What breaks the sense of isolation—and forcefully so—are the interwoven narratives from which Hamill constructs the plot. The book moves at a satisfying clip, in part because Hamill rarely follows any single character for more than a few pages at a time, and submerges us fully into each character’s perspective. His focus is so close, in fact, that the book’s third-person narration sometimes slips into the first.
Hamill’s characters don’t always feel quite complete, though. Take Malik Shahid, the militant obsessed with slaying Western “infidels.” Of course, readers are supposed to be disgusted by him. But Hamill undermines Shahid’s few charitable acts (bringing food and money to his pregnant girlfriend) by never once having him doubt his choices or question his path. He is too easily reduced to the post-9/11 terrorist stereotype, which seems like an opportunity lost.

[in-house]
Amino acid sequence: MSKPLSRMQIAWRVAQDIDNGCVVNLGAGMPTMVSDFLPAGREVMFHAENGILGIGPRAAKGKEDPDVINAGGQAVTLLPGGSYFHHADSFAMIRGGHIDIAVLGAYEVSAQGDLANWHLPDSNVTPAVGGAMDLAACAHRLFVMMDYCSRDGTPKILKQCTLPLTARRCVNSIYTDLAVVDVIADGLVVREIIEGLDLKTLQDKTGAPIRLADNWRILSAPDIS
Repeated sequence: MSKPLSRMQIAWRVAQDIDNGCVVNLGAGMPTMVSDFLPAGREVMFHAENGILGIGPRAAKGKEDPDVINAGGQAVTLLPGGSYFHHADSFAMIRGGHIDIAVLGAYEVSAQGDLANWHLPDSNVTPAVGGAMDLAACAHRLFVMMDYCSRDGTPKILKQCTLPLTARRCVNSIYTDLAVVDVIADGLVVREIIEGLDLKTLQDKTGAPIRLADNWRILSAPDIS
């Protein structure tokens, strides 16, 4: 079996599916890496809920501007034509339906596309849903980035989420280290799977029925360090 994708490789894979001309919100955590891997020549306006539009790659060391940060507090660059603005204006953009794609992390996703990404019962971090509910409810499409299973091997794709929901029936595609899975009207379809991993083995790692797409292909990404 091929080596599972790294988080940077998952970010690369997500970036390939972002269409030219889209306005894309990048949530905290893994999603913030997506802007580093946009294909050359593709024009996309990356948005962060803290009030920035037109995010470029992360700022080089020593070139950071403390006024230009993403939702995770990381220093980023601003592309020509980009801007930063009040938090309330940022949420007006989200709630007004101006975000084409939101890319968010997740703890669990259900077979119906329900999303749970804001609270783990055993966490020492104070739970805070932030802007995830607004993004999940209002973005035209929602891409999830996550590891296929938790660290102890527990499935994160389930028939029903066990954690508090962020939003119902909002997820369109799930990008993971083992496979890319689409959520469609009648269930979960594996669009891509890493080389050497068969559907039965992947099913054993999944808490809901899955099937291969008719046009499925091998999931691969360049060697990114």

The same is true of the book’s other villain, Freddie Wheeler, a cynical and vindictive blogger who seems to exist in the book as a warning against a new generation of citizen journalists. When Wheeler learns that a major philanthropist for the New York Public Library has been murdered he decides she was “a New York hustler, chiseling her piece from the charities, lying on her taxes, and always nasty with the help,” and, therefore, deserved to die. But Wheeler’s real disgust for the victim stems from her refusal to accept the new world order—that she “didn’t even know that books are over, that words on paper are over, that nobody goes to the fucking library in the age of Google.”
Shahid and Wheeler are indicative of a broader problem with Hamill’s world: Everything feels stuck in the now. The real New York World may have disappeared in 1931, but Hamill sets this one aggressively in late aughts. He clutters the narrative with current references to people, publications and events, giving us Bloomberg, Gawker, and the Hero on the Hudson to name just a few. The wars in Afghanistan and Iraq and the country’s deep economic recession touch every single character, and often define their narrative trajectories.